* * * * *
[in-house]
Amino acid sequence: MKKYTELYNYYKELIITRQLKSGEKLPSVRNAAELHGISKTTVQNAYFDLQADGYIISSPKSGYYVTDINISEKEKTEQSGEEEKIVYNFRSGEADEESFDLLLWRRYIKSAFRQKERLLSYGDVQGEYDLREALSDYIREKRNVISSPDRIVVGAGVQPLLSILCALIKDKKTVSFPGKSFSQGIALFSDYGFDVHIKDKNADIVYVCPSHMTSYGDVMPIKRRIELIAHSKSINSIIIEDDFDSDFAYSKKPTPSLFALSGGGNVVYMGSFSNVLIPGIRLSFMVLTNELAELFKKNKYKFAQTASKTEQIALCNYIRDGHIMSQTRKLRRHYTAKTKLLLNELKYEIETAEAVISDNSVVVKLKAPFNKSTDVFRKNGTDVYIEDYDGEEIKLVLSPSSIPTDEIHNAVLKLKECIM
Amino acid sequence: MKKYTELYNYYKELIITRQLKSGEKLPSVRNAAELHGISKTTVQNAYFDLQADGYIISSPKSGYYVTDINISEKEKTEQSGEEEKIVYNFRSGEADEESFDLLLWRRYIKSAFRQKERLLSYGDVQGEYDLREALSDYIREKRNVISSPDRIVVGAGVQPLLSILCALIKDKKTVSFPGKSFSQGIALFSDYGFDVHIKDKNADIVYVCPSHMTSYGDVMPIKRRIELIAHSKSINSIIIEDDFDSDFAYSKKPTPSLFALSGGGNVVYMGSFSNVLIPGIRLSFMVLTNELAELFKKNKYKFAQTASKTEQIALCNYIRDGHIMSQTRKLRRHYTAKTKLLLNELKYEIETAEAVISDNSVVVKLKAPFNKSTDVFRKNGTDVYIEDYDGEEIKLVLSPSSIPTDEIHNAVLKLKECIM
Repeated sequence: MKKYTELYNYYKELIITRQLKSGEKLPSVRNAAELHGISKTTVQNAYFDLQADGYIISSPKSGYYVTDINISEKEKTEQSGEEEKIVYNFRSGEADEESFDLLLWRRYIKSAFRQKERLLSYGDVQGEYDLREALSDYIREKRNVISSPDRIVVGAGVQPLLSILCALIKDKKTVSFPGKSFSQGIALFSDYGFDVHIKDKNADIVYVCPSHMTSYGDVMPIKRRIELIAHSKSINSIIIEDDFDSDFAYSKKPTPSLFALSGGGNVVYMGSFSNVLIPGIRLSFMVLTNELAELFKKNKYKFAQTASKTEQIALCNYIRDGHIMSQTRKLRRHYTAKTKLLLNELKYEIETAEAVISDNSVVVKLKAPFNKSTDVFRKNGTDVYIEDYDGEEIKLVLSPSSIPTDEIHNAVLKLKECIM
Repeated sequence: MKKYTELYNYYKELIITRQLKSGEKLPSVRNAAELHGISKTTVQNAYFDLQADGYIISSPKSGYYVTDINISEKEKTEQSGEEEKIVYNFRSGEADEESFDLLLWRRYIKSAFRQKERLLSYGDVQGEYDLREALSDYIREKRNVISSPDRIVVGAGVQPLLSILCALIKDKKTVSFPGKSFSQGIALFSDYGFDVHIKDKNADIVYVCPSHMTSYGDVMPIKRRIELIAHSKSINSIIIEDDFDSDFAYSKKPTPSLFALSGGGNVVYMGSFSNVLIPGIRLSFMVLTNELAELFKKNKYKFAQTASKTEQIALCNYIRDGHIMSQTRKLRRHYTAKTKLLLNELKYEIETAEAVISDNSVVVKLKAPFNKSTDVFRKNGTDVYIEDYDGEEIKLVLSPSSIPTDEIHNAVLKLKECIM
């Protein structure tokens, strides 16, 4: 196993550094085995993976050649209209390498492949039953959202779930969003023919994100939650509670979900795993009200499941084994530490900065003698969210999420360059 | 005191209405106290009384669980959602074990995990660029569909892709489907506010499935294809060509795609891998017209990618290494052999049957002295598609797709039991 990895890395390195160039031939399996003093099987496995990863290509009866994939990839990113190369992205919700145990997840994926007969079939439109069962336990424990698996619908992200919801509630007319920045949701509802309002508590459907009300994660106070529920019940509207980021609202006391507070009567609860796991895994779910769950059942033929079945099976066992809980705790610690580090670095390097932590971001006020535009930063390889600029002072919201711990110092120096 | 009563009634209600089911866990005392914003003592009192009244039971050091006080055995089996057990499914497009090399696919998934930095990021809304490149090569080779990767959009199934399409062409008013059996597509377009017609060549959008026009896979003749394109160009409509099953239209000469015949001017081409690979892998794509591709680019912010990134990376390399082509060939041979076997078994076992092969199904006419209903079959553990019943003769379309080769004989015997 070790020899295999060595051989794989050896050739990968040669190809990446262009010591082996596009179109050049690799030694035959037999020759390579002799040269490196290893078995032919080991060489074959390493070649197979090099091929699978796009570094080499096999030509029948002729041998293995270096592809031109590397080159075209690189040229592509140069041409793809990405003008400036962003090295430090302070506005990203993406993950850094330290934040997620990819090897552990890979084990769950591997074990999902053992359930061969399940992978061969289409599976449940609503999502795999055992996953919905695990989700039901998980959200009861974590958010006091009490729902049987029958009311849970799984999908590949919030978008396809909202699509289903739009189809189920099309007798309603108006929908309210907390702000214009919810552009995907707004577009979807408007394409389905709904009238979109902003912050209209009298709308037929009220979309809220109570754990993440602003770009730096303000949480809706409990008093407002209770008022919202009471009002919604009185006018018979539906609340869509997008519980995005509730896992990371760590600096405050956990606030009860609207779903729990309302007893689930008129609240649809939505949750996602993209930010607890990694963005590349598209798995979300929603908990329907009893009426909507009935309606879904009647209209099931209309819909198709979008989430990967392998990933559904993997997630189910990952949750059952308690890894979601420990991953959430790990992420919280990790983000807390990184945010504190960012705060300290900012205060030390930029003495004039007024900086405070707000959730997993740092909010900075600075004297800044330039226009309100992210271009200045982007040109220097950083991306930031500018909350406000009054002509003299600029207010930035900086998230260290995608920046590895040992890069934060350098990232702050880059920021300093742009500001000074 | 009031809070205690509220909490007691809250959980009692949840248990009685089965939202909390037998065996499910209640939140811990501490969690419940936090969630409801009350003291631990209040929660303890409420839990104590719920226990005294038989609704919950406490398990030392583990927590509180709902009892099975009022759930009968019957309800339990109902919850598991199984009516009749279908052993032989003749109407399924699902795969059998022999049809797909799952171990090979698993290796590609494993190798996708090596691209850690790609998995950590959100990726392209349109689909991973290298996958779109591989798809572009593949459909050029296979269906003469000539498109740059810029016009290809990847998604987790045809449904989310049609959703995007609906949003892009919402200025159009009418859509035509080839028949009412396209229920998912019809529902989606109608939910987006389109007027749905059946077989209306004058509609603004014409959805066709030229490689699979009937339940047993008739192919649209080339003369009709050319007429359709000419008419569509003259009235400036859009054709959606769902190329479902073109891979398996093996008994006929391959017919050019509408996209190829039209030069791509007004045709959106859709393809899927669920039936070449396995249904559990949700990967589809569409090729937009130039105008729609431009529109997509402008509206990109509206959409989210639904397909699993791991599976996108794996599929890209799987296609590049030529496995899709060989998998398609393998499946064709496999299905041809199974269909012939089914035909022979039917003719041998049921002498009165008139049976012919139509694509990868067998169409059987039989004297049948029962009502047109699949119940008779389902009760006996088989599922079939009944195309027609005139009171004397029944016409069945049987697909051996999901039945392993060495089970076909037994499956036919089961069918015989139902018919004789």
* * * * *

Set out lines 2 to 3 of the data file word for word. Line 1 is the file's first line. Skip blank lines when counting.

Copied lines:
Amino acid sequence: MKKYTELYNYYKELIITRQLKSGEKLPSVRNAAELHGISKTTVQNAYFDLQADGYIISSPKSGYYVTDINISEKEKTEQSGEEEKIVYNFRSGEADEESFDLLLWRRYIKSAFRQKERLLSYGDVQGEYDLREALSDYIREKRNVISSPDRIVVGAGVQPLLSILCALIKDKKTVSFPGKSFSQGIALFSDYGFDVHIKDKNADIVYVCPSHMTSYGDVMPIKRRIELIAHSKSINSIIIEDDFDSDFAYSKKPTPSLFALSGGGNVVYMGSFSNVLIPGIRLSFMVLTNELAELFKKNKYKFAQTASKTEQIALCNYIRDGHIMSQTRKLRRHYTAKTKLLLNELKYEIETAEAVISDNSVVVKLKAPFNKSTDVFRKNGTDVYIEDYDGEEIKLVLSPSSIPTDEIHNAVLKLKECIM
Amino acid sequence: MKKYTELYNYYKELIITRQLKSGEKLPSVRNAAELHGISKTTVQNAYFDLQADGYIISSPKSGYYVTDINISEKEKTEQSGEEEKIVYNFRSGEADEESFDLLLWRRYIKSAFRQKERLLSYGDVQGEYDLREALSDYIREKRNVISSPDRIVVGAGVQPLLSILCALIKDKKTVSFPGKSFSQGIALFSDYGFDVHIKDKNADIVYVCPSHMTSYGDVMPIKRRIELIAHSKSINSIIIEDDFDSDFAYSKKPTPSLFALSGGGNVVYMGSFSNVLIPGIRLSFMVLTNELAELFKKNKYKFAQTASKTEQIALCNYIRDGHIMSQTRKLRRHYTAKTKLLLNELKYEIETAEAVISDNSVVVKLKAPFNKSTDVFRKNGTDVYIEDYDGEEIKLVLSPSSIPTDEIHNAVLKLKECIM